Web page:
It was great fun to play the recently renovated/restored Kindale course at Kenwood country club. The course was originally designed by Bill Diddle, a name not too familiar to many golf course aficionados, in 1930. Diddle designed over 250 courses in the Midwest and it appears that his work reflects many of the ideals of "golden age architecture." This was the first Diddle course I have had the opportunity to play, and I certainly enjoyed the design.
The club undertook a massive renovation project that involved removing over 1000 trees, including several large hardwoods. According to architect Jason Stryka, the trees and grown in and encroached on the playing lines and preventing adequate growth of the rough. In addition, the bunkers had become somewhat homogenous in design and basically outlined rather than framed the holes. In a wonderful collaborative effort with the members and course superintendent Kent Turner, Stryka was able to work some magic here. First off was the before mentioned removal of over 1000 trees. Next was the widening of the fairways to allow the restoration of many of the original playing angles. The widened fairways were supplemented with repositioning of numerous bunkers so that they began to encroach on the playing lines and influence shot decisions. The tree removal also allowed the rough to grow, and even in early June, the fescue rough was beginning to get thick enough to influence play into the greens markedly. The greens were also given a thorough going over. With painstaking care, the original bent/poa grass was removed along with the topsoil. Then, to accommodate modern green speeds, many original contours were softened by recontouring the underlying clay. This allowed an opening up of multiple pin locations on many greens while maintaining their original design and playability.
This is a course of two nines, but they are not the back and the front. Holes 1 through 5 and 15 through 18 run on the north side of the entrance road, while holes 6 through 14 run on the south side. I thought the north side holes were stronger and more interesting. All of the holes are framed by bunkers off the tee and carefully guarding the green complexes. My favorite bunker was the shared greenside bunker of holes 2 and 16. There was a thought to make this a double green, but it was simply too large an area, so the bunker was placed instead. The bunker worked to perfection. Initially, I actually hit my approach to the 2nd green to the 16th by mistake. I was allowed a mid-course mulligan aimed at the correct green and placed it in the right half of the bunker, leaving an awkward 40-yard bunker shot to a sloped green. The par 5 fourth was probably the most dramatically changed hole. A combination of tee elevation, fairway lowering, and strategic bunker placement transformed a semi-blind hole into an amazing true 3-shot par 5. Of the south side holes, I loved both six and seven. Six had three angled fairway bunkers that progressively pinched in the fairway. Trees had hidden these bunkers. However, the bunker outlines were clearly visible and what had been a narrow, somewhat boring hole became a much more strategically interesting challenge. An angled bunker dominates seven to the left, and the green was beautifully contoured with sharp dropoffs left and back, demanding a precise approach shot. The downhill par4 tenth was driveable ( and indeed, my best drive of the day found the green), and it was great fun.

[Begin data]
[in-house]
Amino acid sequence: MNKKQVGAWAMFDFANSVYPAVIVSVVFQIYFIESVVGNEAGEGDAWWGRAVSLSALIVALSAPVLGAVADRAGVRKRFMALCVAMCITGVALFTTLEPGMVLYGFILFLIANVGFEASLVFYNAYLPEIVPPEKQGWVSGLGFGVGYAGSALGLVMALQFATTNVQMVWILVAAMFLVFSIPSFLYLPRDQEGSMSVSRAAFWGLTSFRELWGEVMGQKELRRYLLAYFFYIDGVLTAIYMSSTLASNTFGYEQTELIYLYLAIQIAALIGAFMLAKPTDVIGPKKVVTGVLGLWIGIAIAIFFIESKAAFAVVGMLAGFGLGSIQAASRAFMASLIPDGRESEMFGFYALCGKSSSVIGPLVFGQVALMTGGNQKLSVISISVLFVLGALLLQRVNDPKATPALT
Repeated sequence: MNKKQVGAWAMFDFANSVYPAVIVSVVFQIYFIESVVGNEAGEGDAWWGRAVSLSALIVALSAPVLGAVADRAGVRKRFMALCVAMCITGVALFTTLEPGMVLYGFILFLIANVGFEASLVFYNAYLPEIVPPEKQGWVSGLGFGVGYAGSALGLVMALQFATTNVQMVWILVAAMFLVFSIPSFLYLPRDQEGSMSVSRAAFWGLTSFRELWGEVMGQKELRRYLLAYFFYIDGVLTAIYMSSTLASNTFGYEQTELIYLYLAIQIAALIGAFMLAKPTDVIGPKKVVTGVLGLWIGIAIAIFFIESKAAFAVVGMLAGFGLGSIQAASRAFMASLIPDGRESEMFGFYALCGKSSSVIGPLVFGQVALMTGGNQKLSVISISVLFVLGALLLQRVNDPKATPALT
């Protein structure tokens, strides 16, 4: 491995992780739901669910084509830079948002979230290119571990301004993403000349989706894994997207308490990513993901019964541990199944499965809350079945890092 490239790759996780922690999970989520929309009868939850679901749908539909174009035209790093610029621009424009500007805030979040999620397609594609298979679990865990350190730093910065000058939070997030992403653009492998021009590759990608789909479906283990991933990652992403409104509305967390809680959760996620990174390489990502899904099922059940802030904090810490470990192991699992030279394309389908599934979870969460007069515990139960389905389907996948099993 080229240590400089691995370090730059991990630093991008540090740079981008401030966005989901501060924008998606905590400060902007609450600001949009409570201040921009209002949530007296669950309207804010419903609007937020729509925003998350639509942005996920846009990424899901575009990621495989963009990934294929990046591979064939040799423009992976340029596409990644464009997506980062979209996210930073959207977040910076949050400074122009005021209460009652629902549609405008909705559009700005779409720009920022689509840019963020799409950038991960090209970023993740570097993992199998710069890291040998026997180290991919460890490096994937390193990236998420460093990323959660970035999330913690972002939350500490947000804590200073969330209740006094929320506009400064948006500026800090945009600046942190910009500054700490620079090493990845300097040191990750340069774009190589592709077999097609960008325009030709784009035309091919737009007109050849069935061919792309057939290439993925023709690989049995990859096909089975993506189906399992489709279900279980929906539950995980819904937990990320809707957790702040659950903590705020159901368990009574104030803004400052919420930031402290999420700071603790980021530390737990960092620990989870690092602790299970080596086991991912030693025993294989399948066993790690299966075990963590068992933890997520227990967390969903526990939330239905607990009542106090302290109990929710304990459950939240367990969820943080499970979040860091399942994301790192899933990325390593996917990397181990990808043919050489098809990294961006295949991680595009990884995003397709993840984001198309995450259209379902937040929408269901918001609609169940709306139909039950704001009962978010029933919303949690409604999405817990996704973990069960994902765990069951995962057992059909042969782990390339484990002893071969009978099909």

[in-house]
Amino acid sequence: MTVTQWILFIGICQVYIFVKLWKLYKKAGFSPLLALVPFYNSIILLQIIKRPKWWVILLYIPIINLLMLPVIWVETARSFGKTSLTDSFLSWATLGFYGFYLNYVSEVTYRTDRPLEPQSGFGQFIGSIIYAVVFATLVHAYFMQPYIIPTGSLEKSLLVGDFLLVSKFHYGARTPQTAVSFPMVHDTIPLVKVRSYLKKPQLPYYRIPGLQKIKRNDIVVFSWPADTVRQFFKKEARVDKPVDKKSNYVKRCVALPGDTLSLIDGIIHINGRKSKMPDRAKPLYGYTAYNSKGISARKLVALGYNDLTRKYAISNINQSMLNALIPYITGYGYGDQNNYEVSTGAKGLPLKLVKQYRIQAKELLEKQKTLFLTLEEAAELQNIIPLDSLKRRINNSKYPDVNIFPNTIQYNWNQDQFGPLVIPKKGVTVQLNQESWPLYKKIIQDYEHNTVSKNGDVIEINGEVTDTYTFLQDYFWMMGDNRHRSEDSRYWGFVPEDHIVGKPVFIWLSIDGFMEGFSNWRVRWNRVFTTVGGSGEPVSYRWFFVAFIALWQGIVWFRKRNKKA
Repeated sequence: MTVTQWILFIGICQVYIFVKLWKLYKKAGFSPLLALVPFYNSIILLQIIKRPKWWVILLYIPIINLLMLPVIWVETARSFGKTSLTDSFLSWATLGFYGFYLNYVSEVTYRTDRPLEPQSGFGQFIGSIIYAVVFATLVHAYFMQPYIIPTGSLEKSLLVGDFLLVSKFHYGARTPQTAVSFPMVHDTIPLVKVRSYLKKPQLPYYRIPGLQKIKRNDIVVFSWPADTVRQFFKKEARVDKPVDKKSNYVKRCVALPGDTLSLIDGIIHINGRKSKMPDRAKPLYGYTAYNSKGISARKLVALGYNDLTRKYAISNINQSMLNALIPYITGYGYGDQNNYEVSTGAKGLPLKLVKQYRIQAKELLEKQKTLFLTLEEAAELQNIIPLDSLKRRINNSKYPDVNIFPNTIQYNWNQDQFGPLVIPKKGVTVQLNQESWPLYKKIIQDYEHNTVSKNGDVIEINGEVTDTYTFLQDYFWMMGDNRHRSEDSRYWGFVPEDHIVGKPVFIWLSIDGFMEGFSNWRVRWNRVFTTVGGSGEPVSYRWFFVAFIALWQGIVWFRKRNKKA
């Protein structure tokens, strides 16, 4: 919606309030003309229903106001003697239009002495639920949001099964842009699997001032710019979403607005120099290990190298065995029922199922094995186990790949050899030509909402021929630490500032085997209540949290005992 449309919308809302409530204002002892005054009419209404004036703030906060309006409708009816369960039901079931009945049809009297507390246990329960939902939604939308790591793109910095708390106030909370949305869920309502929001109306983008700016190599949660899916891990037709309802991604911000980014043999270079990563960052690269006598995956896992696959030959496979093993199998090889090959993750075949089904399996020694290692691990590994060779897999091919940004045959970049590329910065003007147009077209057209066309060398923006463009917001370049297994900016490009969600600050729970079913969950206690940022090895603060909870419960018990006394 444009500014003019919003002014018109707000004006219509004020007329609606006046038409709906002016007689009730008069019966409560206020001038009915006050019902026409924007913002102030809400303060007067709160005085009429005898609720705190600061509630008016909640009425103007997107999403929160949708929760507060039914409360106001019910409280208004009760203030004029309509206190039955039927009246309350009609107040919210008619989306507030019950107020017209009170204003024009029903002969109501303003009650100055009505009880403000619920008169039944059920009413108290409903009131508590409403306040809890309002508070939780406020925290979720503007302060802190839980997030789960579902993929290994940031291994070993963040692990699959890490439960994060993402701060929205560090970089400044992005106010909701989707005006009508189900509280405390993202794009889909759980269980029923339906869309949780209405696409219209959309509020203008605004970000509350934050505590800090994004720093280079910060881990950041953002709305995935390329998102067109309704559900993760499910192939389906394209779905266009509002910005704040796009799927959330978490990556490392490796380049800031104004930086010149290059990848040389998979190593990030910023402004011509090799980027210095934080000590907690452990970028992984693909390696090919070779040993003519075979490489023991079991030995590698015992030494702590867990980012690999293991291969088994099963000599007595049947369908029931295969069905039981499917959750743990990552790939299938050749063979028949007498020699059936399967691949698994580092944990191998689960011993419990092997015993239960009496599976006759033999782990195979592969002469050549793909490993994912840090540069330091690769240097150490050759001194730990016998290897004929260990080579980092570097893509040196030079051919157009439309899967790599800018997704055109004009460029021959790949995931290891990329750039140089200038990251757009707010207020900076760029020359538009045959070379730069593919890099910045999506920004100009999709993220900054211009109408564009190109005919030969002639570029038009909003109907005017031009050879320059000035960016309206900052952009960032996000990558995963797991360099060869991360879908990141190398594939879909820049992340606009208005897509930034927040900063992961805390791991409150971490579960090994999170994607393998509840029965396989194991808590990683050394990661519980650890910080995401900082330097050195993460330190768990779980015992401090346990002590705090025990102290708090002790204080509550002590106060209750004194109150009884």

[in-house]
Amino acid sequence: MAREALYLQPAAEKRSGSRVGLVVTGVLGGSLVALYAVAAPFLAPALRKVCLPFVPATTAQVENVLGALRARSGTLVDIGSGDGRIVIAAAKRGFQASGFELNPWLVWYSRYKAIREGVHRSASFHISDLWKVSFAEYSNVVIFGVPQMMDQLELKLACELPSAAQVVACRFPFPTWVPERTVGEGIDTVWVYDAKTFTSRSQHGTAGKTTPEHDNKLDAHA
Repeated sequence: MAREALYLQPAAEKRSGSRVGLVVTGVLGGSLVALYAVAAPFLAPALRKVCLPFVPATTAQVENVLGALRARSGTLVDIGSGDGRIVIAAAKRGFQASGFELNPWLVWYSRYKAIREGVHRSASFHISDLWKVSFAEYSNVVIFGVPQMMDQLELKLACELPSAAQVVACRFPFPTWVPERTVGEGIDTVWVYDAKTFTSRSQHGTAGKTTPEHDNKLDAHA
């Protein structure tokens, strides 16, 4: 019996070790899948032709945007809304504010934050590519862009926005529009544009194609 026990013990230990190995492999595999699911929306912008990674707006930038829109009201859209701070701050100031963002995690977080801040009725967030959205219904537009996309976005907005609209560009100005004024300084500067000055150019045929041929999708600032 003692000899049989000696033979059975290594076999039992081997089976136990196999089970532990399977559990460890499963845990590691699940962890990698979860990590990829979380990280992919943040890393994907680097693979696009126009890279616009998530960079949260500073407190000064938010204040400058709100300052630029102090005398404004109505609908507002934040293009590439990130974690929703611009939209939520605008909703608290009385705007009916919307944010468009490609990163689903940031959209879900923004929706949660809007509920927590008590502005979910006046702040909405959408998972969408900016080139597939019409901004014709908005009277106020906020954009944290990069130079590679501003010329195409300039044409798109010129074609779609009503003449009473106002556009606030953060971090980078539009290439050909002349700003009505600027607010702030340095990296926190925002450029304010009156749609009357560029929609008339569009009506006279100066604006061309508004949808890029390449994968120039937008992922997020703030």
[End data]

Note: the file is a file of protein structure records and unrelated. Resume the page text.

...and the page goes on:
On the downside, the holes on the north side all tend to run in the same direction, and there are water hazards at twelve and fourteen, which feel contrived. In addition, it appears that the pond on twelve, which guards the approach to the right side of this par 5, was not original to the 1930 design but was added sometime in the 1950s. I think it would be an improvement to fill in the pond and add several deep bunkers if possible.
The club did so many things right here. First, the course was lengthened out to 7100 yards, which is about all the land would allow. Then, however, they also built a set of shorter tees out about 4500 yards. My wife, like me, is a senior golfer, and many standard women's tees are really too long for her—a big thumbs up for having the foresight to consider juniors and older female golfers in their design.
Obviously, I enjoyed the course very much. I love traditional golf design, and I believe Kenwood hit a home run here. In the beginning, I said renovation/restoration, and I would really categorize this as a restoration. Architect Styka was able to go back and restore the original playing characteristics of the course while allowing subtle changes to be made to accommodate the modern game. The club was able to accomplish this on a reasonable budget that took into account the economic reality that most golf clubs exist in. My rating reflects reality because I drove 4 hours from my home in Knoxville and spent the night in Cincinnati before returning home. If I were an advertising man, my slogan would be: Kenwood Golf Club. Restoration done right.
Date: June 21, 2021